A fresh Supreme Court of Canada ruling on sponsors of immigrants ought to throw a bit of a chill on anyone considering helping their new foreign-born girlfriend or wife establish a life in Canada.
Immigration regulations say that if your sponsored family relative, e.g., wife, ends up on social assistance, then you have to pay back all of it. The High Court ruling says if you can’t, the government must try to collect every penny of it. In effect, it says that if the indebted sponsor throws himself on the mercies of the courts and governments, you have another think coming. There’s no forgive and forget on the debt.
“The risk of a rogue relative properly lies on the sponsor, not the taxpayer,” Justice Ian Binnie wrote on behalf of the unanimous court, reported the Canadian Press.
The issue was brought to the federal court by the provincial government of Ontario and Ottawa, which sought to overturn an Ontario Appeal Court ruling in the case of a group of eight visa sponsors.
The group, claiming hardship in one way or another, said that the governments should have the option of deferring the debts or absolving the sponsors from the debts. Their debts to the Ontario government ranged from $10,000 to $94,000, according to news reports.
A provincial appeal court sided with the group in 2008, saying the governments could even go so far as forgiving the debt if they wanted. The 9-0 Supreme Court of Canada landmark decision this week says, not a chance! There’s no free ride on the taxpayers.
Federal immigration law has always been clear that the sponsor has to financially support the immigrant should things go wrong. What the new ruling makes clear is that federal and provincial authorities can recover social assistance payments from sponsors and that they be treated like an ordinary debt.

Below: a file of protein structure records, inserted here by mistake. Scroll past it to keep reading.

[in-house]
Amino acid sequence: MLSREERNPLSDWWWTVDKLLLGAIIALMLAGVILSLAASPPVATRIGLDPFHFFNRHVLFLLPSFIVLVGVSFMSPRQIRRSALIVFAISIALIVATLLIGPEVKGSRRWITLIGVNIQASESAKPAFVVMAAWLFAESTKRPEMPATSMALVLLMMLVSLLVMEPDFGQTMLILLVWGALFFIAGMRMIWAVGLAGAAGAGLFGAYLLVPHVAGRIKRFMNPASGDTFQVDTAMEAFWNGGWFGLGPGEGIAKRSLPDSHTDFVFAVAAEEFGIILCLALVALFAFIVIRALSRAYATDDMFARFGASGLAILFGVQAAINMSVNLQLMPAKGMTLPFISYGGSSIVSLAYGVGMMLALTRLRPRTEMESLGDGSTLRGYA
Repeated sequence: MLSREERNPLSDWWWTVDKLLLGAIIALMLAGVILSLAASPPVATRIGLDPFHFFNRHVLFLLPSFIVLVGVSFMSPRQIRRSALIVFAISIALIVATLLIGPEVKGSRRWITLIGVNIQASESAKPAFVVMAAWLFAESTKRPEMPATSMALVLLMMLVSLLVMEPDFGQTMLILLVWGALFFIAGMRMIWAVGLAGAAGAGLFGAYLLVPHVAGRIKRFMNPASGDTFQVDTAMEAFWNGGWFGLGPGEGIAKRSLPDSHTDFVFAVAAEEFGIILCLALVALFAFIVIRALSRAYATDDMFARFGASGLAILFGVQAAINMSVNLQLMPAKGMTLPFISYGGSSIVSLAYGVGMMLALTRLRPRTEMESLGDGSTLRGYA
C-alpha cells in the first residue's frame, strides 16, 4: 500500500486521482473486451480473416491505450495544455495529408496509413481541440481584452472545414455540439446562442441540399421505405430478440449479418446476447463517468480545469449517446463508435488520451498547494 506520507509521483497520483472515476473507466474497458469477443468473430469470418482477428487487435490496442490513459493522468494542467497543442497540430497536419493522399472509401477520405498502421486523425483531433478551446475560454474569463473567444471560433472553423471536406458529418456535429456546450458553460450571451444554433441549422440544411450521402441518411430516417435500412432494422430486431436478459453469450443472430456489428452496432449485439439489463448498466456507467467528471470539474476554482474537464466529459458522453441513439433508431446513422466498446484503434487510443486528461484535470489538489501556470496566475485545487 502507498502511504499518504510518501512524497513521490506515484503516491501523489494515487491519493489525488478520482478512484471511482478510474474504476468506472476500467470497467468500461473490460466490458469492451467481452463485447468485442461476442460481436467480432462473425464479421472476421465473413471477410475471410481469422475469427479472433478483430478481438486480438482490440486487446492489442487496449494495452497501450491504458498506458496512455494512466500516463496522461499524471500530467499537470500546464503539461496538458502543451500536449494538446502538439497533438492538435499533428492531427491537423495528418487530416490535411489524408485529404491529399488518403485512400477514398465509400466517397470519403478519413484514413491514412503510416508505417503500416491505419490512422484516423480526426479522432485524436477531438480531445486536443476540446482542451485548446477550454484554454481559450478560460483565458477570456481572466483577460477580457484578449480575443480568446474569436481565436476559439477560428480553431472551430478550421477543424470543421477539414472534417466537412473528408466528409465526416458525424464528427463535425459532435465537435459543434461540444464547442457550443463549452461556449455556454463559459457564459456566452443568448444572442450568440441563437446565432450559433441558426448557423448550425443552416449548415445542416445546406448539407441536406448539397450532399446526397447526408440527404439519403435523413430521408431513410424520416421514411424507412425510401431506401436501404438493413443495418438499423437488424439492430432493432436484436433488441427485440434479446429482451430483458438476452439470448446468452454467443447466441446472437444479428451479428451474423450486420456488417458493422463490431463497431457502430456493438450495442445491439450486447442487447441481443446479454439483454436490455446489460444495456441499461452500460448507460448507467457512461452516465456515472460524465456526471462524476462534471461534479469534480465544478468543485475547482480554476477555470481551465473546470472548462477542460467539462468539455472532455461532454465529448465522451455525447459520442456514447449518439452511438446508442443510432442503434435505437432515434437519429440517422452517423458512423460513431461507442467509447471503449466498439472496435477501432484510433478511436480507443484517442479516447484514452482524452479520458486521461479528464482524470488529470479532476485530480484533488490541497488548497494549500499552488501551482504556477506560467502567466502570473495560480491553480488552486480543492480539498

The Supreme Court does allow some minimal discretion in that the law provides for an explanation of the sponsor’s hardship circumstances before collection enforcement is begun.
In a couple of cases, said the news reports, the fiancée or spouse of the sponsor arrived in Canada and immediately took off, ending up on social assistance. Of course, you enter into a contract with the Immigration Department to look after the immigrant relative and recognize that you are financially responsible over sponsorship periods ranging from three to 10 years.
This ought to make you re-weigh the consequences of sponsoring your girlfriend or new wife from Thailand, or Laos or Cambodia or Vietnam. Or anywhere else, for that matter.
Why make a fuss over this ruling? As Canadians, we always think authorities or regulators will use common sense in hardship matters such as joblessness and misrepresentation, and maybe ease off a bit on any orders or rulings, even to the point of erasing debts. The High Court says an immigrant sponsor is not absolved from repayment of welfare in any way, shape or form.
Justice Binnie, The Canadian Press reported, said Parliament has become “increasingly concerned” about the financial burden that is being shifted to the public treasury to financially support sponsored relatives in immigrant families.
The Toronto Star reported the lower courts had heard that some 7,500 sponsored immigrants were on social assistance in 2004.
“Family reunification is based on the essential condition that in exchange for admission to this country the needs of the immigrant will be looked after by the sponsor, not by the public purse,” Justice Binnie wrote.
“Sponsors undertake these obligations in writing. They understand or ought to understand from the outset that default may have serious financial consequences for them.”
Let the warning be heard.
I’ve known guys who have practically been engaged within weeks of meeting a girl in Thailand and hope to get her into Canada. I’ve known and read about guys who were taken to the cleaners by girls they’ve only known in Thailand for a few months or a year. Maybe this ruling will encourage you to take a lot more care in throwing open the doors to Canada to a girl you really, really hardly know. Your financial independence depends on it.
SOURCES FOR THIS REPORT: